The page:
Disease                       No. of cases   % of cases

Diabetes Mellitus                  9           12.85%
Alcohol Abuse                      8           11.42%
Immune-Suppressive therapy         3           4.28%
Acute Myeloid Leukemia             1           1.43%
Systemic Lupus Eythematosus        1           1.43%
Chronic Kidney Disease             3           4.28%
Total                              25          35.71%

Co-existing Extra-Cerebral Tubercular Manifestations

Manifestations                No. of cases   % of cases

Pulmonary Tuberculosis             15          21.43%
Disseminated Tuberculosis          4           5.72%
Abdominal Tuberculosis             3           4.28%
Lymph Node Tuberculosis            3           4.28%
Spinal Tuberculosis                1           1.43%
Total                              26          37.20%

Table 2: Clinical Features in TB Meningitis

Presenting Symptoms in TB Meningitis

Symptoms                          No. of cases   Percentage

Fever                                  65          92.80%
Neck Stiffness                         54          77.20%
Headache                               46          65.70%
Vomiting                               28          40.00%
Altered level of consciousness         56          80.00%
Weight Loss                            21          30.00%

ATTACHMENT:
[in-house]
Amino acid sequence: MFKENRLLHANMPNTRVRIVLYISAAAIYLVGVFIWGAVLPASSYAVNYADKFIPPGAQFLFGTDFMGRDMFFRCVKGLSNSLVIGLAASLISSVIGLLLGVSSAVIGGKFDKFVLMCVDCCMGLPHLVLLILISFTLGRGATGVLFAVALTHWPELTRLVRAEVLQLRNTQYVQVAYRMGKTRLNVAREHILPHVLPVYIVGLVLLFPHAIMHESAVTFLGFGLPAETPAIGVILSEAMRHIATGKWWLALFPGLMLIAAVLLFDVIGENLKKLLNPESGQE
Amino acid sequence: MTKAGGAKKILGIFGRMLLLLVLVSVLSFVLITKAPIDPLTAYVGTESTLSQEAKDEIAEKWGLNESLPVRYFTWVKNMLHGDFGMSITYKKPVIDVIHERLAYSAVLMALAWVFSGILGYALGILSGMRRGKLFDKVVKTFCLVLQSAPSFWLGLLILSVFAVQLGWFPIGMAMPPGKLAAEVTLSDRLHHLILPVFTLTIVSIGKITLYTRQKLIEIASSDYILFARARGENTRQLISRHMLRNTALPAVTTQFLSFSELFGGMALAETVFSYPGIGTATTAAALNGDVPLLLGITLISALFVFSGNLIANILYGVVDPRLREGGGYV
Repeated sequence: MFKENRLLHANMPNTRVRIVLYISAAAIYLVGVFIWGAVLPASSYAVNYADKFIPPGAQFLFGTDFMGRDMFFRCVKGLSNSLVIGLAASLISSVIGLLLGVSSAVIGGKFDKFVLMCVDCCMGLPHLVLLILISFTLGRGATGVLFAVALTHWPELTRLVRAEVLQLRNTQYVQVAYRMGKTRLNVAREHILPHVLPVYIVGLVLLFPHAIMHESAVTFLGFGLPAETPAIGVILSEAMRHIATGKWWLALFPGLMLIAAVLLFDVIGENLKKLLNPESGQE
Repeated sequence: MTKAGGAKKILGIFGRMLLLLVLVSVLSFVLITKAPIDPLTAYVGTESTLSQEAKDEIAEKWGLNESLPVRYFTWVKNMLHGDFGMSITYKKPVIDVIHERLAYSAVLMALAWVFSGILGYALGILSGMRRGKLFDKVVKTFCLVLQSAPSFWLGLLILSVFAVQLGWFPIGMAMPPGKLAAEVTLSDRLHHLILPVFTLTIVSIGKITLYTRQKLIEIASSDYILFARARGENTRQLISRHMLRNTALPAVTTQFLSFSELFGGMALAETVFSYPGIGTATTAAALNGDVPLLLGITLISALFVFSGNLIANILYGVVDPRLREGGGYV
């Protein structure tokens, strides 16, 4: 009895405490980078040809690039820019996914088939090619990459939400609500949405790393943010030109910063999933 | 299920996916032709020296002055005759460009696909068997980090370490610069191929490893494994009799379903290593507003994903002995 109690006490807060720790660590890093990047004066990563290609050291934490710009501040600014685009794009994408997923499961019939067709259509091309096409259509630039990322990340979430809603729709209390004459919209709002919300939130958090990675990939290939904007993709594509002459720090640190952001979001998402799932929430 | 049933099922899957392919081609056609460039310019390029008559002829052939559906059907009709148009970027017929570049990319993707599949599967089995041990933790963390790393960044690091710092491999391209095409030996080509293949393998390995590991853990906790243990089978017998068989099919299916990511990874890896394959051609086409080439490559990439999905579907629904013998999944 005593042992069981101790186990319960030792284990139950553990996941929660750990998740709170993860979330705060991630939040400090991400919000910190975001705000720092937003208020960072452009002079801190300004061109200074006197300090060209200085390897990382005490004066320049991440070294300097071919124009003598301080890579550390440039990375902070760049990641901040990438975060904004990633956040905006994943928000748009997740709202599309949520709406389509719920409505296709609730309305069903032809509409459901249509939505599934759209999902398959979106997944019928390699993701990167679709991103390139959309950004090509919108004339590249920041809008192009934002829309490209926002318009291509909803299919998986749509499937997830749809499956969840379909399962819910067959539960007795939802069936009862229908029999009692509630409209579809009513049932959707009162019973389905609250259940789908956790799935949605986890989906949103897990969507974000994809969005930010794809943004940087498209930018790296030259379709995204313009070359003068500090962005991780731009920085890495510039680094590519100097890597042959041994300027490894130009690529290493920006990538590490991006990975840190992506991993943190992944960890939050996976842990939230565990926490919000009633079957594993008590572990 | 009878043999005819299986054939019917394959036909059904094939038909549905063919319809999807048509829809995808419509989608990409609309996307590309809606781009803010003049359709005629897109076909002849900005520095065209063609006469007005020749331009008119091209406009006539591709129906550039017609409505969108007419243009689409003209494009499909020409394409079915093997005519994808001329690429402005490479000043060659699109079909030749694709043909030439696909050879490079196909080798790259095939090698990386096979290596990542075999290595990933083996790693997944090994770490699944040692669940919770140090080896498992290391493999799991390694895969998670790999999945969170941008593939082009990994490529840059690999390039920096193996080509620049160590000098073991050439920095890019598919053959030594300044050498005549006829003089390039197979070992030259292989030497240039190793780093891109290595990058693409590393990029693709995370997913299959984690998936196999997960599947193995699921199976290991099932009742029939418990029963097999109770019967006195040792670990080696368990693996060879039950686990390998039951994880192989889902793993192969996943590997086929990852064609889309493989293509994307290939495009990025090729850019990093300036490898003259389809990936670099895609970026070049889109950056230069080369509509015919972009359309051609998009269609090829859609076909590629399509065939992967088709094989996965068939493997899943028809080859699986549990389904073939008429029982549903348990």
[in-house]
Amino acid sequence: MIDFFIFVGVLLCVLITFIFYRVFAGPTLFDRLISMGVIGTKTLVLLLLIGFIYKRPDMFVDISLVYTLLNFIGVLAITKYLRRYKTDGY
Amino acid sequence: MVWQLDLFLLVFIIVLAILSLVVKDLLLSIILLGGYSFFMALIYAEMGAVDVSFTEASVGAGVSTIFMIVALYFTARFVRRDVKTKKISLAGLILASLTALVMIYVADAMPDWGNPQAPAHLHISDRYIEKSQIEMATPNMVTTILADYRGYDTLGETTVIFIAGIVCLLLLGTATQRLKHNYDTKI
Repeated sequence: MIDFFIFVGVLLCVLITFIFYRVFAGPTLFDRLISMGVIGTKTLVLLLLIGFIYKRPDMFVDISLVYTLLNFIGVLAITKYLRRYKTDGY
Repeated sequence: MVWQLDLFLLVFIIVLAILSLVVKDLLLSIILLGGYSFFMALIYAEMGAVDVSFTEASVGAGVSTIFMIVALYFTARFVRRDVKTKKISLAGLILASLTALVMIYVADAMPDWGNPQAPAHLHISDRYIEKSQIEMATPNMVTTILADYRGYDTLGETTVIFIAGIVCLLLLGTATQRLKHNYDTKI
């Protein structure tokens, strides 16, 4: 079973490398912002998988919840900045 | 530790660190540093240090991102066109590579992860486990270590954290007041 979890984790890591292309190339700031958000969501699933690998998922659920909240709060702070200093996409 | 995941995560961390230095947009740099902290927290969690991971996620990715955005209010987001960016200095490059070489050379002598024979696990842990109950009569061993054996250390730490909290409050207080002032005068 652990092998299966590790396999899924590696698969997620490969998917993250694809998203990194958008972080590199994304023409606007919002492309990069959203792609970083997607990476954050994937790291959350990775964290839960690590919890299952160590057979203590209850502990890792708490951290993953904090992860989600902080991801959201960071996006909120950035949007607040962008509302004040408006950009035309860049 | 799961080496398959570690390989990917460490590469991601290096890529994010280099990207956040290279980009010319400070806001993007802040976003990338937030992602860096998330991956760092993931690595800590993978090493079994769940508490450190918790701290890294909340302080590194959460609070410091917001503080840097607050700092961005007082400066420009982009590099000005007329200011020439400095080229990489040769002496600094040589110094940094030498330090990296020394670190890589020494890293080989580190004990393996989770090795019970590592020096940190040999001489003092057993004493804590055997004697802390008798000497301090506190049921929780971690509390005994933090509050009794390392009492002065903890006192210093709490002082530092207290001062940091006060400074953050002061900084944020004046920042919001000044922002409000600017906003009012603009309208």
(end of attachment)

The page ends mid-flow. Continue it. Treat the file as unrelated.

Focal Weakness                         16          22.80%
Seizures                               11          15.70%
Behavioral Changes                     12          17.20%
Photophobia                            3           4.30%

Objective Clinical Signs in TB Menin               gitis

Objective Signs                   No. of cases   Percentage

Signs of Meningeal Irritation          63          90.00%
Cranial Nerve Paralyses                21          30.00%
Papilledema                            15          21.40%
Hemiplegia/Monoplegia                  13          18.70%
Choroidal Tuberculosis                 3            4.3%

MRC (Medical Research Council) Staging of TB Meningitis

MRC Stage                         No. of cases   % of cases

Stage 1                                14          20.00%
Stage 2                                48          68.50%
Stage 3                                08          11.50%
Total                                  70           100%

Table 3: Laboratory and Neuro-Imaging Features in TB Meningitis

CSF (Cerebro-Spinal Fluid) Analysis

CSF Analysis Findings    No. of Cases         Percentage

Raised proteins          70                   100%